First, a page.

If you are visiting Vienna, make sure you find time to visit the city’s grand opera house, which hosts one of Europe’s most glittering social events each year.
In February, the internationally-renowned Vienna Opera Ball is staged – an event that attracts visitors from around the world, notably prominent names in business, show-business and politics.
The red carpet event, which is deemed the epitome of Ball culture, is more than years old.
However, you don’t need to attend the annual Ball to appreciate the magnificent Weiner Staatsoper, a 146-year-old building located on Vienna’s Ringstrasse Boulevard.
We toured the building on our last visit – and were enthralled by the stately stone exterior and the neo-renaissance style inside.
A highlight of the interior is an area known as the Tea Salon, which was formerly the Emperor’s Salon.
The ceiling and walls of the former Imperial Box are decorated with 22 carat gold leaf.
We were also shown sculptures, magnificent wall embroideries from the Giani studio, and tapestries bearing the initials of former Emperor Franz Joseph I.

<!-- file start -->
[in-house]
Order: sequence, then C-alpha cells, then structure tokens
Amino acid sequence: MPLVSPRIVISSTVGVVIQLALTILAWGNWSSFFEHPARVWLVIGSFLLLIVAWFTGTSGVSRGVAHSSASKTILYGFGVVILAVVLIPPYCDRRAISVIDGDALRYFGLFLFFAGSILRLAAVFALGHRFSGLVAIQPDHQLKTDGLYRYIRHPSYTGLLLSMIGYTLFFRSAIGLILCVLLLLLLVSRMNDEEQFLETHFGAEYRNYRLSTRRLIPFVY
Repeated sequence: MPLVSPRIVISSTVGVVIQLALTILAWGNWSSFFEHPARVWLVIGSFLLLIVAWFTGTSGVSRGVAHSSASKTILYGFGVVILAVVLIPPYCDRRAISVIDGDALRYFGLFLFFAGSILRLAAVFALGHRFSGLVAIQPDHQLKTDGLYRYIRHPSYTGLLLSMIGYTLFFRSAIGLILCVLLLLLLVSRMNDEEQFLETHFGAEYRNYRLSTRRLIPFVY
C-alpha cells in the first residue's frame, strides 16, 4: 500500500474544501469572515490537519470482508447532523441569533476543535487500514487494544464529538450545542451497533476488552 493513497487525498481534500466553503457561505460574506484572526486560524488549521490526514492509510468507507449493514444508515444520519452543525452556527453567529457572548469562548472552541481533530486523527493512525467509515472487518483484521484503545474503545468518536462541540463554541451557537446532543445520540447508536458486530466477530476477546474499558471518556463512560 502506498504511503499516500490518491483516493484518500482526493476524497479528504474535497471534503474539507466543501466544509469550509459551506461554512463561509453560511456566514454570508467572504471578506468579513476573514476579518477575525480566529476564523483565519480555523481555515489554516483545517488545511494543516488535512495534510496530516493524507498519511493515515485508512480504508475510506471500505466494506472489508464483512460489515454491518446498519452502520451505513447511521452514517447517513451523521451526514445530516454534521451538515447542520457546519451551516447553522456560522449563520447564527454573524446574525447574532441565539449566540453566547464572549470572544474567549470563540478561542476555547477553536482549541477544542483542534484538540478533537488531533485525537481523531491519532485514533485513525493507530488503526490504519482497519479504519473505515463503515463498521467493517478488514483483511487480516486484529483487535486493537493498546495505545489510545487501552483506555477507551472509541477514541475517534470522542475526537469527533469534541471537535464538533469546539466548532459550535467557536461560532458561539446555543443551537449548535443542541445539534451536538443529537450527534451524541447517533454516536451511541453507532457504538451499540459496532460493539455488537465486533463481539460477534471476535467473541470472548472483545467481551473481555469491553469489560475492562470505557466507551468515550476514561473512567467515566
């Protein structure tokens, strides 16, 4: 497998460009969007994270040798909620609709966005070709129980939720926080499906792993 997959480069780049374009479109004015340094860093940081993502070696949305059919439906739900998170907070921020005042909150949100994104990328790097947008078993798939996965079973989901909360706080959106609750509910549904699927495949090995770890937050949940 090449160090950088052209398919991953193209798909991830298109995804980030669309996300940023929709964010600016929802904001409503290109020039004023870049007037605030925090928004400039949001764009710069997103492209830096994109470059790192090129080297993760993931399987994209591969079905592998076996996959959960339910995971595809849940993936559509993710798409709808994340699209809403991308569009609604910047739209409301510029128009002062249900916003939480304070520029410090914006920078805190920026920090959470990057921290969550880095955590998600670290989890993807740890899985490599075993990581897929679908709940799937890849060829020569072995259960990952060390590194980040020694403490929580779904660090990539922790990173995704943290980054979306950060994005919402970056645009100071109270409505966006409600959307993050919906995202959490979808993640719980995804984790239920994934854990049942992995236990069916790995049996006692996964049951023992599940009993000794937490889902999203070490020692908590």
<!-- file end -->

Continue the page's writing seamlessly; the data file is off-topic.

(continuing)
The 120-metre intermission halls are also particularly striking and connect to frame the sweeping main staircase.
Originally called the Weiner Hofopen or Vienna Court Opera, the building was renamed in 1920 when the Hapsburg Monarchy gave way to the First Republic of Austria.
Damaged by World War II bombing, the Staatsoper was rebuilt to its former glory by 1955.
We were told that the opera house is one of the busiest in the world, producing about 300 performances a year – broken down into 50 to 60 operas and 10 ballet shows.
The main performance hall holds 2,100 and there is a giant screen on an outside wall designed to bring opera to the masses outside. Weiner Staatsoper is also known for its emphasis on providing music theatre and training for children.
Naturally, such a prestigious opera house has featured many big named, including appearances by Maria Callas, Christa Ludwig, Placido Domingo, Jose Carreras and Luciano Pavarotti.